That’s quite a statement. In tracing their beliefs back to their origins these guys zoom right past the “original churches” to Paul himself, the first Calvinist.
Shouldn’t one then call it Paulism?
Amazingly, the author anticipates the question and provides the answer in his next sentence: “Why then do we call it Calvinism and not Paulinism or just plain Christianity? The answer is that EVERYONE thinks their interpretation of Christianity is the correct one. The only way we can differentiate our interpretation from other interpretations is to give it a unique label. The fact that it is called, “Calvinism” does not make it extra-biblical, this is simply a designation that separates it from all other interpretations of the Scriptures, all other “isms.” The point of this all is that Calvinism is simply Biblical Christianity.” (Emphasis in original)
Hmm. That’s quite something – giving your version of Christianity a “unique label” that ends with an “ism”, with the express purpose of distinguishing it from all the other “isms,” and also from the designation “plain Christianity” which doesn’t quite convey the allegiance to the theology of John Calvin that Paul adhered to.
Think about that: This gentleman thinks that CALVINism is a better label than CHRISTianity.
Interestingly, while I was writing the above I found myself wondering what a Catholic would have to say about all of these people claiming the original churches and even the apostle Paul for themselves and their movements.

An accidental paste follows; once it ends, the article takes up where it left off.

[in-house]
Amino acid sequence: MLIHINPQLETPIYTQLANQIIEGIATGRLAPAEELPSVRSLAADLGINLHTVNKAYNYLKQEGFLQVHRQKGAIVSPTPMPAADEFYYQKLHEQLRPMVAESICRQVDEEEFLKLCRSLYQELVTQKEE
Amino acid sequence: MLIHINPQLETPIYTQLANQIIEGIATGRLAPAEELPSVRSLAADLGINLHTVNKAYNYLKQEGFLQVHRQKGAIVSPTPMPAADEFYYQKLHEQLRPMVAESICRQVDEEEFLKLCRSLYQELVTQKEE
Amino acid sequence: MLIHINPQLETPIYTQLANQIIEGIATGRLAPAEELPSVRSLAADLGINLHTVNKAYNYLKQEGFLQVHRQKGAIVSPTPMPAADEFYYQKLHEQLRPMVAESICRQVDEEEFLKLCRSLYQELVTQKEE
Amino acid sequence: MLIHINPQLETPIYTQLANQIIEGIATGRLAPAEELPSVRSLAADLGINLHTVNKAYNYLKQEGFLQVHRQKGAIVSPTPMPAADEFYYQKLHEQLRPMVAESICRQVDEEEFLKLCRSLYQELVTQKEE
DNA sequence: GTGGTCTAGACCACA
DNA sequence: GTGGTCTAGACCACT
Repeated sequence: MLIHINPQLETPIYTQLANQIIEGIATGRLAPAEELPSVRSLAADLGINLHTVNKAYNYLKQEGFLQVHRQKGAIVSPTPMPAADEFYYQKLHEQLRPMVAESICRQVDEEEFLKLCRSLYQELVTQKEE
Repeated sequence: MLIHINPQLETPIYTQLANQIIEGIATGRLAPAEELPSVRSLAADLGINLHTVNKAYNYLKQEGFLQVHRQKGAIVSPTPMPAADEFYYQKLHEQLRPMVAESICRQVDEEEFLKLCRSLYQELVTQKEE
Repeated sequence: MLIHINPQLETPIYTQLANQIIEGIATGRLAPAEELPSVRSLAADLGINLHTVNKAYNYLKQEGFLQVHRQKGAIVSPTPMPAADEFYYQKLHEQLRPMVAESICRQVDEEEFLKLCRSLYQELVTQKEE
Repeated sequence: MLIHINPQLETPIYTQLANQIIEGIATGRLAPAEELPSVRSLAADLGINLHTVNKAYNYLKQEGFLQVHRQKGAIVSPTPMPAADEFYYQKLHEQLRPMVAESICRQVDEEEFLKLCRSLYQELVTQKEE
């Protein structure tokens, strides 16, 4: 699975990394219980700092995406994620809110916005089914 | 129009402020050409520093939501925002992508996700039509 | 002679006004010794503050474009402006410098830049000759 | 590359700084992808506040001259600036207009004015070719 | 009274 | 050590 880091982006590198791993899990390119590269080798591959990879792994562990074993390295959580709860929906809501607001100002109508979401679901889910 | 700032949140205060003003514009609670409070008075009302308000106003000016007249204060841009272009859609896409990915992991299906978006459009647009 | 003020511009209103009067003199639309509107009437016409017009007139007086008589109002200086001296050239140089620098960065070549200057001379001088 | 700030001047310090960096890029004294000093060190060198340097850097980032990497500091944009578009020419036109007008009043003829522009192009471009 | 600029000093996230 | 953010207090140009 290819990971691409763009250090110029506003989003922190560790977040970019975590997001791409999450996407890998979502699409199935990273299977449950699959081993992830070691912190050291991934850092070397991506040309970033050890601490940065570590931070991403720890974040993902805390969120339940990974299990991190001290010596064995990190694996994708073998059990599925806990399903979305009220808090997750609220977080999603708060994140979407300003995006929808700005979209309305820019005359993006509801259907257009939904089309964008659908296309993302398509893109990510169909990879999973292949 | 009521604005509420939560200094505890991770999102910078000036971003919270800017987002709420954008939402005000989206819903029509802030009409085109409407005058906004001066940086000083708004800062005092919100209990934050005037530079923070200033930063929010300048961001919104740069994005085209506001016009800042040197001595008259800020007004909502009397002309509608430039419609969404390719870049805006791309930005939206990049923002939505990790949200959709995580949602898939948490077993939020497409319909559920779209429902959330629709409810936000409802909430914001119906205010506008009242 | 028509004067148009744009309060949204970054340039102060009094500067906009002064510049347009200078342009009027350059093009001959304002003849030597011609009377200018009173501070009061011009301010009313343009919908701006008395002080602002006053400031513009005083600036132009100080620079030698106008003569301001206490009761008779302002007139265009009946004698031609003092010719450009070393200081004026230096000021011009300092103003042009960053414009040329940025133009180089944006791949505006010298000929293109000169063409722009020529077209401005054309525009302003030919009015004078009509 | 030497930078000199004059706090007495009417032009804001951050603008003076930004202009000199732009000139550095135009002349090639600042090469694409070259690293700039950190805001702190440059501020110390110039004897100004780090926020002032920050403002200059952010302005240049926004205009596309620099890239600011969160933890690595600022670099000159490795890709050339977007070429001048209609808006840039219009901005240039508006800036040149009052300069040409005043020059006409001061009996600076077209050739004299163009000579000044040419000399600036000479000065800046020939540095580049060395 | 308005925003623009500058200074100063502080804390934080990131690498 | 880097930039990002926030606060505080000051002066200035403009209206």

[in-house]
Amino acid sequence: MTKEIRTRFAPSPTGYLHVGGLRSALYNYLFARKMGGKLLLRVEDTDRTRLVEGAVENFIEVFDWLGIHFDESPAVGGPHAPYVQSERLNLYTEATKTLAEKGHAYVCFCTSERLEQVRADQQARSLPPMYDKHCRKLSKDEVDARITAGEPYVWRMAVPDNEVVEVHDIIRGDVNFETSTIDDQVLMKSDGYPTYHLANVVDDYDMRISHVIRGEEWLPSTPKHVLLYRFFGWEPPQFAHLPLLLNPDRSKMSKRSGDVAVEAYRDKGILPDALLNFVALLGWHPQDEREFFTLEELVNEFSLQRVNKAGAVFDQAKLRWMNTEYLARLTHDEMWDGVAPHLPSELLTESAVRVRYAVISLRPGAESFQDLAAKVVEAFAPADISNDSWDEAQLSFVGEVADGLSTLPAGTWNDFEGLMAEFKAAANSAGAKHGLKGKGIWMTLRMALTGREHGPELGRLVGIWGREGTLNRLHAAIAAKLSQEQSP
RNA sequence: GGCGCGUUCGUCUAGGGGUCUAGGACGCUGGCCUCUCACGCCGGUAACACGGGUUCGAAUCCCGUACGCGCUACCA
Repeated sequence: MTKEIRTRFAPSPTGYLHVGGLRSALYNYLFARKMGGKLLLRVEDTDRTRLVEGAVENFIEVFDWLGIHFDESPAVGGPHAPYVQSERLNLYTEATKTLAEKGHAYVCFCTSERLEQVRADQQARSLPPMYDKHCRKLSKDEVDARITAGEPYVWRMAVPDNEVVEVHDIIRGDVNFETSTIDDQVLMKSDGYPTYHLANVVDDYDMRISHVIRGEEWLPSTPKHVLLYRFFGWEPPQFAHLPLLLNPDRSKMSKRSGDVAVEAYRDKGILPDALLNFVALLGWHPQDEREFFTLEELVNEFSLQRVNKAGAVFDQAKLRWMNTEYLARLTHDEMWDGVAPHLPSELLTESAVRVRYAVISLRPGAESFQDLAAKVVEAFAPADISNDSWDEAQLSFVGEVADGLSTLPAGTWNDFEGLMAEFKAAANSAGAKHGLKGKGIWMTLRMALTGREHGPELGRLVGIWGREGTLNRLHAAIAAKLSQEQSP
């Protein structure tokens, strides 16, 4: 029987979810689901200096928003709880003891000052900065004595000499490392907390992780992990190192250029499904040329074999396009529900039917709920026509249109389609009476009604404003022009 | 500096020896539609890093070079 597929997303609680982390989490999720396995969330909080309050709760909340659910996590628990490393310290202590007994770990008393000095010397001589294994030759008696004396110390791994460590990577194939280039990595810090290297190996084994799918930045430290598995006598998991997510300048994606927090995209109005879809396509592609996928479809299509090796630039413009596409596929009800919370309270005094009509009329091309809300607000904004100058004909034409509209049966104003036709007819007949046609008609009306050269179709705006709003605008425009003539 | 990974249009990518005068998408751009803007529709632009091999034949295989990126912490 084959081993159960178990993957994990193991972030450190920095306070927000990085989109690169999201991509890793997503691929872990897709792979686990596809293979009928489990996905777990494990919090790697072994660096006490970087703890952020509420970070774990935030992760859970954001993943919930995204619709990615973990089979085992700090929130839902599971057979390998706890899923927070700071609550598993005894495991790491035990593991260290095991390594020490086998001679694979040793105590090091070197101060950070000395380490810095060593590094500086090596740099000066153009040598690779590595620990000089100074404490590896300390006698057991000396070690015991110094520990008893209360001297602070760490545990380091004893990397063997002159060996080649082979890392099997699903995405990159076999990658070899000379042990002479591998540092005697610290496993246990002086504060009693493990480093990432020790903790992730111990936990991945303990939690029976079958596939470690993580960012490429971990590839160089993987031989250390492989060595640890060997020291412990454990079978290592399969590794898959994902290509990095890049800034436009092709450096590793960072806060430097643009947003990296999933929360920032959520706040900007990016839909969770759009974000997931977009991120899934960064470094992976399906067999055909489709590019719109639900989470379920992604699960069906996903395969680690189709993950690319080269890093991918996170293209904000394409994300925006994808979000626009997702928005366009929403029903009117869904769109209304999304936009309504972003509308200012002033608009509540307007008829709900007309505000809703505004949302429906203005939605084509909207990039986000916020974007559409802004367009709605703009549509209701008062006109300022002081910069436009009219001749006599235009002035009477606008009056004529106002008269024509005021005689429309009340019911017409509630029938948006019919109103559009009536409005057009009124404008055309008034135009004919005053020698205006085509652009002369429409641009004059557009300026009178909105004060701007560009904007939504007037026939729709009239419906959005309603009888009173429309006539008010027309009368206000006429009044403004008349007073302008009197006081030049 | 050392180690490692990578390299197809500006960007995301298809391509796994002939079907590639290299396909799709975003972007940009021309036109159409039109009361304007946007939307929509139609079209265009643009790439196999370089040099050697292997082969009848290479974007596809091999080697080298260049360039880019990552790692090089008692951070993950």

I kid you not: Whilst doing so an email containing a Quora notification flew into my Inbox. I opened it and read the following question:
“What was Christianity like before Catholicism?”
I then read the answer:
“Non-existent! Catholicism is the ONLY Christianity established by CHRIST HIMSELF, and the only Christianity which has been there for two thousand years.” (Emphasis in original)
No, it’s not a parody. The author identifies as a “Catholic who teaches Catechism, RCIA, and Prayer classes.” (I looked for mind-reading abilities, but there was none.)
I must hand it to these guys. They trace their origins further back than the earliest Christians and even the apostle Paul. Jesus himself founded them. Jesus was a Catholic!
At this point, I was tempted to wonder why Paul the Calvinist never addressed Jesus’ Catholicism. Imagine, we could have had the Reformation recorded in the book of Acts!
I will spare you the nuttiness that runs throughout the rest of church history. Trust me when I say that the sad pattern above has replicated itself with each ecclesiastical schism and split over the past two thousand years.
I think we are on safe ground to dismiss the definition of heresy at the beginning of this post. Which leaves us with a question: If heresy is not “a doctrine or opinion at variance with the accepted or orthodox doctrine,” then what is it?
More about this in the next post.